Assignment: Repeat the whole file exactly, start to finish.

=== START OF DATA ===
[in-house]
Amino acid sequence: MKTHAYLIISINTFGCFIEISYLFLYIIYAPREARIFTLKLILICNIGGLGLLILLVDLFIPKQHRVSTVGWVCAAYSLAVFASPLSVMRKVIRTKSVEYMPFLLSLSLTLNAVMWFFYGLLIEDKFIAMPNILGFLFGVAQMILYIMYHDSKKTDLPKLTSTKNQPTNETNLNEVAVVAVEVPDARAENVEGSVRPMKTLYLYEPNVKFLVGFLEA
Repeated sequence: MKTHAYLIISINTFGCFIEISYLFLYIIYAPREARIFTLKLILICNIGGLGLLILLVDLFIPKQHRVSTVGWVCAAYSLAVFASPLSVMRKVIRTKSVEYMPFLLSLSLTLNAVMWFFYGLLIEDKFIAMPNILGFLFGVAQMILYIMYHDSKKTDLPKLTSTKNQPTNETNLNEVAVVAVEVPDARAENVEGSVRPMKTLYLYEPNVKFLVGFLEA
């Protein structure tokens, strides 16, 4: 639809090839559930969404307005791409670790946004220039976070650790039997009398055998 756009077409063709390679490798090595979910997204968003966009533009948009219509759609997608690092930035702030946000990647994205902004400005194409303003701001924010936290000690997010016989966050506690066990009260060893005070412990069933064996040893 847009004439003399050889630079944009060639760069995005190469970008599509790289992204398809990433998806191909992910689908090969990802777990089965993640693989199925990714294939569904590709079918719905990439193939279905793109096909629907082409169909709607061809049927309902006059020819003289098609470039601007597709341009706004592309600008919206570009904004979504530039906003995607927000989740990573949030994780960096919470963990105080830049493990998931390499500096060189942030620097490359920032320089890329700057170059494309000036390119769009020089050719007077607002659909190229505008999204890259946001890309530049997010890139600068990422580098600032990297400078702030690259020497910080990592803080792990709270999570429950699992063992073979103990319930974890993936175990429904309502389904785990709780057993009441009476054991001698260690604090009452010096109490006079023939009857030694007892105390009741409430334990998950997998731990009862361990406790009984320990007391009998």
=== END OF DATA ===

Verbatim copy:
[in-house]
Amino acid sequence: MKTHAYLIISINTFGCFIEISYLFLYIIYAPREARIFTLKLILICNIGGLGLLILLVDLFIPKQHRVSTVGWVCAAYSLAVFASPLSVMRKVIRTKSVEYMPFLLSLSLTLNAVMWFFYGLLIEDKFIAMPNILGFLFGVAQMILYIMYHDSKKTDLPKLTSTKNQPTNETNLNEVAVVAVEVPDARAENVEGSVRPMKTLYLYEPNVKFLVGFLEA
Repeated sequence: MKTHAYLIISINTFGCFIEISYLFLYIIYAPREARIFTLKLILICNIGGLGLLILLVDLFIPKQHRVSTVGWVCAAYSLAVFASPLSVMRKVIRTKSVEYMPFLLSLSLTLNAVMWFFYGLLIEDKFIAMPNILGFLFGVAQMILYIMYHDSKKTDLPKLTSTKNQPTNETNLNEVAVVAVEVPDARAENVEGSVRPMKTLYLYEPNVKFLVGFLEA
């Protein structure tokens, strides 16, 4: 639809090839559930969404307005791409670790946004220039976070650790039997009398055998 756009077409063709390679490798090595979910997204968003966009533009948009219509759609997608690092930035702030946000990647994205902004400005194409303003701001924010936290000690997010016989966050506690066990009260060893005070412990069933064996040893 847009004439003399050889630079944009060639760069995005190469970008599509790289992204398809990433998806191909992910689908090969990802777990089965993640693989199925990714294939569904590709079918719905990439193939279905793109096909629907082409169909709607061809049927309902006059020819003289098609470039601007597709341009706004592309600008919206570009904004979504530039906003995607927000989740990573949030994780960096919470963990105080830049493990998931390499500096060189942030620097490359920032320089890329700057170059494309000036390119769009020089050719007077607002659909190229505008999204890259946001890309530049997010890139600068990422580098600032990297400078702030690259020497910080990592803080792990709270999570429950699992063992073979103990319930974890993936175990429904309502389904785990709780057993009441009476054991001698260690604090009452010096109490006079023939009857030694007892105390009741409430334990998950997998731990009862361990406790009984320990007391009998």